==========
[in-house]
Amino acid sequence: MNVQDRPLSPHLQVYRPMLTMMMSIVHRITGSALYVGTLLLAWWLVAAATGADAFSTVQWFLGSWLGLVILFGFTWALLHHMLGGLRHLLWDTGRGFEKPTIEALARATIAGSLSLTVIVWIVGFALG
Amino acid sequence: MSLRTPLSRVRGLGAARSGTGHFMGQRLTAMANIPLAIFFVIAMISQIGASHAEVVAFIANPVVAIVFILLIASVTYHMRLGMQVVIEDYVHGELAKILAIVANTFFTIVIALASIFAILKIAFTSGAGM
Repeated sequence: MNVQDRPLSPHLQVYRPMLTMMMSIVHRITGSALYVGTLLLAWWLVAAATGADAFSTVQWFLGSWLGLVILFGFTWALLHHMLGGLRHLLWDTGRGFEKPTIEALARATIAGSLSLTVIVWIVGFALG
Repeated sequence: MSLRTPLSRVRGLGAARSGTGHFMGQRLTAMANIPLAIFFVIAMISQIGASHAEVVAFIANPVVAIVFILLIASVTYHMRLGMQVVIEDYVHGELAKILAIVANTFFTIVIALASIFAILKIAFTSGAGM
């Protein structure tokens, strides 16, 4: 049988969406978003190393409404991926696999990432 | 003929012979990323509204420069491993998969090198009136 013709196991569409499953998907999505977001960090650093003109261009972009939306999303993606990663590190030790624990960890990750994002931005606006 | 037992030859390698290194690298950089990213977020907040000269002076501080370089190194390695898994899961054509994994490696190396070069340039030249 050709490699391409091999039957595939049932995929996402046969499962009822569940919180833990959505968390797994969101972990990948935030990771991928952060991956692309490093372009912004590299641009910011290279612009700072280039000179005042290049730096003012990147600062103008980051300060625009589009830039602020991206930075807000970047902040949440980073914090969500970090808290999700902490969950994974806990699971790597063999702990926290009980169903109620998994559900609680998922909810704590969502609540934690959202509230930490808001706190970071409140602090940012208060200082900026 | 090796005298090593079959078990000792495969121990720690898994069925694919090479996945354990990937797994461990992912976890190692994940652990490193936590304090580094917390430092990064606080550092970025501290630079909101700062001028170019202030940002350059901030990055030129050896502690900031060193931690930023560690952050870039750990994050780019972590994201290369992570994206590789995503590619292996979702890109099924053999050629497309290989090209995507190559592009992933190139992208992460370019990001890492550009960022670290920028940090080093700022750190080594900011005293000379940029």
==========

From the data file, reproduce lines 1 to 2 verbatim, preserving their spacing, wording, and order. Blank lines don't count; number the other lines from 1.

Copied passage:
[in-house]
Amino acid sequence: MNVQDRPLSPHLQVYRPMLTMMMSIVHRITGSALYVGTLLLAWWLVAAATGADAFSTVQWFLGSWLGLVILFGFTWALLHHMLGGLRHLLWDTGRGFEKPTIEALARATIAGSLSLTVIVWIVGFALG